The 40th anniversary of the first commercial flight of the Concorde airliner sees news of Concorde 2, proving there is life after death for the concept of supersonic passenger flight.
It was presumed dead when the fleet was pensioned off in 2003. Aerospace manufacturer Airbus has filed a patent with the United States Patent Office for a supersonic passenger plane that would be capable of flying more than four times the speed of sound (more than 2,500 mph.)
The new jet could fly from London to New York in an hour - opening up the possibility of a transatlantic return journey in a day, according to Britain's Telegraph, which reported the filing of the patent. The deafening crack created by the original Concorde as it became supersonic limited the routes on which it could operate. The patent filing suggests Concorde 2 incorporates a way to ameliorate the noise.
Concorde - built by Aerospatiale, a forerunner of Airbus, and British Aircraft Corporation - was the only supersonic passenger airline to successfully enter service.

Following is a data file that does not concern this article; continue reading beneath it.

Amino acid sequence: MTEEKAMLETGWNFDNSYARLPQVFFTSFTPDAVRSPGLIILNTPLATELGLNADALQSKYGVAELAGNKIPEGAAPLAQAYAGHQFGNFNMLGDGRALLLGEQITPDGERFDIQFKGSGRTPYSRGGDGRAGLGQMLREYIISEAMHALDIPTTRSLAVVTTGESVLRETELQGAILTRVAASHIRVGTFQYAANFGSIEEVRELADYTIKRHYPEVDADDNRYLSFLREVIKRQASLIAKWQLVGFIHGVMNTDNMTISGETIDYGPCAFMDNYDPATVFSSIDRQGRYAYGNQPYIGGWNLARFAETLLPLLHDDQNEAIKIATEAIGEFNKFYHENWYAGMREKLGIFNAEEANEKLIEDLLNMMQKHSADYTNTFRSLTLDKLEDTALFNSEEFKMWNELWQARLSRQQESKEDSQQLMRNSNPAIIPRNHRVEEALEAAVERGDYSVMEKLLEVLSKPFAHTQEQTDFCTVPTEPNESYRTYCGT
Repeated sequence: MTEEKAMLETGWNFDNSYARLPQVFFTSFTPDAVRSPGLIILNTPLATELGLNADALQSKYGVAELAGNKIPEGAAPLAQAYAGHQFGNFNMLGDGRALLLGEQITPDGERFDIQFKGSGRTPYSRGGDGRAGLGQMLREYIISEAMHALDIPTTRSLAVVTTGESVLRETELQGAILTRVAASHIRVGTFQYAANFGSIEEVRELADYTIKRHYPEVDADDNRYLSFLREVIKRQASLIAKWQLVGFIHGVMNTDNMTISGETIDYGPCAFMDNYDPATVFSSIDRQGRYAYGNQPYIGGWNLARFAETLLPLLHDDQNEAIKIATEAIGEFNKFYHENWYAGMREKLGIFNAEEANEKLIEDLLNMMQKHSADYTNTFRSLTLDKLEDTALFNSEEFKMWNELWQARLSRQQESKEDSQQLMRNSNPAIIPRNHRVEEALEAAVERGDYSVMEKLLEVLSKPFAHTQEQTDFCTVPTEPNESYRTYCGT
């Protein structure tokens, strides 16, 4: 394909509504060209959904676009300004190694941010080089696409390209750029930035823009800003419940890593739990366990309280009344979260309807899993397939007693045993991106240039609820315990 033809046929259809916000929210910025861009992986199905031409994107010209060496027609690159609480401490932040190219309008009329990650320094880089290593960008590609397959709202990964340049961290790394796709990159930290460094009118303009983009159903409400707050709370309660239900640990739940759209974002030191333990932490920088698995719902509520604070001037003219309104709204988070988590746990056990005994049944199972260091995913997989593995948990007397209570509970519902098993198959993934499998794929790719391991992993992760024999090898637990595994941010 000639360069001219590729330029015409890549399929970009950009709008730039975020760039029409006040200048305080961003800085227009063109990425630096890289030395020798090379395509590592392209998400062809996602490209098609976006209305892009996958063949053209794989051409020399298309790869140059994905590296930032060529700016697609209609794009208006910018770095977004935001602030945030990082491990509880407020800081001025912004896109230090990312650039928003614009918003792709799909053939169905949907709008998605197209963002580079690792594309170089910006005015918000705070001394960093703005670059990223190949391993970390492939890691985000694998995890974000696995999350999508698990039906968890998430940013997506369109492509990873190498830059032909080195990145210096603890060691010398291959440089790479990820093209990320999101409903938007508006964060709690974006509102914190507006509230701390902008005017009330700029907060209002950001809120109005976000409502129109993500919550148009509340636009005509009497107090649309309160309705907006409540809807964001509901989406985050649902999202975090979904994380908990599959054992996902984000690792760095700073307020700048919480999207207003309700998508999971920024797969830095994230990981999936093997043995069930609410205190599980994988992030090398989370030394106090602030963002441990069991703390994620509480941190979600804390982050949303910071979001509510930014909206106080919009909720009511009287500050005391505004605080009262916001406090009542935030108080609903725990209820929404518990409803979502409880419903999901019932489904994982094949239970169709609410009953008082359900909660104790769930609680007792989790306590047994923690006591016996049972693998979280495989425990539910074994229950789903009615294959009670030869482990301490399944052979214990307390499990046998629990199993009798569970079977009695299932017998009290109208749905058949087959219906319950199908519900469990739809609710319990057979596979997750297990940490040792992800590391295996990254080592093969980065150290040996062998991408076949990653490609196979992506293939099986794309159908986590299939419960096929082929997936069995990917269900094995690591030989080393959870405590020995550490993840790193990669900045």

British Airways and Air France began the service simultaneously on 21 Jan, 1976. The British flight took off from Heathrow in London, bound for Bahrain in the Persian Gulf, and the French flight from Orly outside Paris, bound for Rio de Janeiro via Senegal in West Africa. They flew well over the sound barrier at a cruising speed of 1,350 mph, and cut travel time in half.
Objections from populated areas to the din when the Concorde broke the sound barrier limited the cities that it could service, cutting into profits. The deadly Concorde crash near Paris on Jul 25, 2000, grounded the fleet for a time, adding more money worries for the carriers. The Concordes were brought back into service, but not for long. Retirement day came on Oct 23, 2003.
Date written/update: 2015-08-12